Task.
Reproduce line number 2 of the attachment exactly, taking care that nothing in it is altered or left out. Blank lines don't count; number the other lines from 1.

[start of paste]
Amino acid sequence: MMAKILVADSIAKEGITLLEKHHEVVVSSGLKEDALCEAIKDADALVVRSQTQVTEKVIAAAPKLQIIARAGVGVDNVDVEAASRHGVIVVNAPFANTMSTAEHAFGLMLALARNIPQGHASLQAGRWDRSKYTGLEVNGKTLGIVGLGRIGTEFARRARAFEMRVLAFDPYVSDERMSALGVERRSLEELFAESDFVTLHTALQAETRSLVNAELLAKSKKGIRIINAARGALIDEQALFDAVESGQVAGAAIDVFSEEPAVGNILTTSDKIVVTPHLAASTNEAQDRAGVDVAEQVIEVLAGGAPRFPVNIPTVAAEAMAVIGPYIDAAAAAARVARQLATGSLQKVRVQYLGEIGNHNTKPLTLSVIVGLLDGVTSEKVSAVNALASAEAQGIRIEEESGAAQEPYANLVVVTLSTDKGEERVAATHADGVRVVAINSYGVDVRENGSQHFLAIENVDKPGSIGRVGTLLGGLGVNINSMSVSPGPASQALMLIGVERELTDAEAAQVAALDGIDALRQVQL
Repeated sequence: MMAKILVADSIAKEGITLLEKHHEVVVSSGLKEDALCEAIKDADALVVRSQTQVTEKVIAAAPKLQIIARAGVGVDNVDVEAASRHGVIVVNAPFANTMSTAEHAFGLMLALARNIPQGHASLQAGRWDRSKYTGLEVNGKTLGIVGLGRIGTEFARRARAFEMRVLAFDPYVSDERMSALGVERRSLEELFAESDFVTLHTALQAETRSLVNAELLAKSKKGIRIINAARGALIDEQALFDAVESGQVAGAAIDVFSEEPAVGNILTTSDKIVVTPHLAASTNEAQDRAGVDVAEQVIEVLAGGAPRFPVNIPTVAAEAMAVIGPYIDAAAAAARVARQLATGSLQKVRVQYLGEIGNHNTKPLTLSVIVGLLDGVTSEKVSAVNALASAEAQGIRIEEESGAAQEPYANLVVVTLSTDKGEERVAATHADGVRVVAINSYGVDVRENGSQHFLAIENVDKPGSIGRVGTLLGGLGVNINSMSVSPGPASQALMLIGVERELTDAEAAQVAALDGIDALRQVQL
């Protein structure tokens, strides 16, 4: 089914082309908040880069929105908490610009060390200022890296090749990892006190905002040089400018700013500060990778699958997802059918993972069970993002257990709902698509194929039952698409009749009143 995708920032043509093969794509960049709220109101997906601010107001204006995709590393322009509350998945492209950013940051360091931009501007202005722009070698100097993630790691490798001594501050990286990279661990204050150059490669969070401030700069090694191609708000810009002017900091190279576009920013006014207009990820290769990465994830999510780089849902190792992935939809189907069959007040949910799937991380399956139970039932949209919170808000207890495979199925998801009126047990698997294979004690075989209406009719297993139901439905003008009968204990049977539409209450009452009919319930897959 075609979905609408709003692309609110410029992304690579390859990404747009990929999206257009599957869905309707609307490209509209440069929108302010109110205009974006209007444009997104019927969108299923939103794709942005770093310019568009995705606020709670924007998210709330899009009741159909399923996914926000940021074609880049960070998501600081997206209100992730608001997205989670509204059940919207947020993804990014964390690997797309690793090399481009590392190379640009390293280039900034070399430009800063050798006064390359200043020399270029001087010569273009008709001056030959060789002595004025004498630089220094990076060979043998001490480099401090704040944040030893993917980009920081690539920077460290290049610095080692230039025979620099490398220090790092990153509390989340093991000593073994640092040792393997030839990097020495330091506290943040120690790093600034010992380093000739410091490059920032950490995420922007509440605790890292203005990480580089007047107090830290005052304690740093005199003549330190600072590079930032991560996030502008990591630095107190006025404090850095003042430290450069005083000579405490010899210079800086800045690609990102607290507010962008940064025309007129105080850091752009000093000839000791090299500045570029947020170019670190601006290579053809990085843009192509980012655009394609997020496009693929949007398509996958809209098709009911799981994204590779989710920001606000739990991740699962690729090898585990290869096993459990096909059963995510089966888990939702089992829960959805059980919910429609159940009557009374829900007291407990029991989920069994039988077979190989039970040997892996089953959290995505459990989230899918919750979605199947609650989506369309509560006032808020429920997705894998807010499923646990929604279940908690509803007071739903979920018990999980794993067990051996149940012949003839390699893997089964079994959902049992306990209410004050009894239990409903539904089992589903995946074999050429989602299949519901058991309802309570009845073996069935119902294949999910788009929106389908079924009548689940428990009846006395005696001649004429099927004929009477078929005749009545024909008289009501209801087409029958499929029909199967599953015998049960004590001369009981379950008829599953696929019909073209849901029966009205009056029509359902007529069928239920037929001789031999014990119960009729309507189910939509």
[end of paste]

Repeated sequence: MMAKILVADSIAKEGITLLEKHHEVVVSSGLKEDALCEAIKDADALVVRSQTQVTEKVIAAAPKLQIIARAGVGVDNVDVEAASRHGVIVVNAPFANTMSTAEHAFGLMLALARNIPQGHASLQAGRWDRSKYTGLEVNGKTLGIVGLGRIGTEFARRARAFEMRVLAFDPYVSDERMSALGVERRSLEELFAESDFVTLHTALQAETRSLVNAELLAKSKKGIRIINAARGALIDEQALFDAVESGQVAGAAIDVFSEEPAVGNILTTSDKIVVTPHLAASTNEAQDRAGVDVAEQVIEVLAGGAPRFPVNIPTVAAEAMAVIGPYIDAAAAAARVARQLATGSLQKVRVQYLGEIGNHNTKPLTLSVIVGLLDGVTSEKVSAVNALASAEAQGIRIEEESGAAQEPYANLVVVTLSTDKGEERVAATHADGVRVVAINSYGVDVRENGSQHFLAIENVDKPGSIGRVGTLLGGLGVNINSMSVSPGPASQALMLIGVERELTDAEAAQVAALDGIDALRQVQL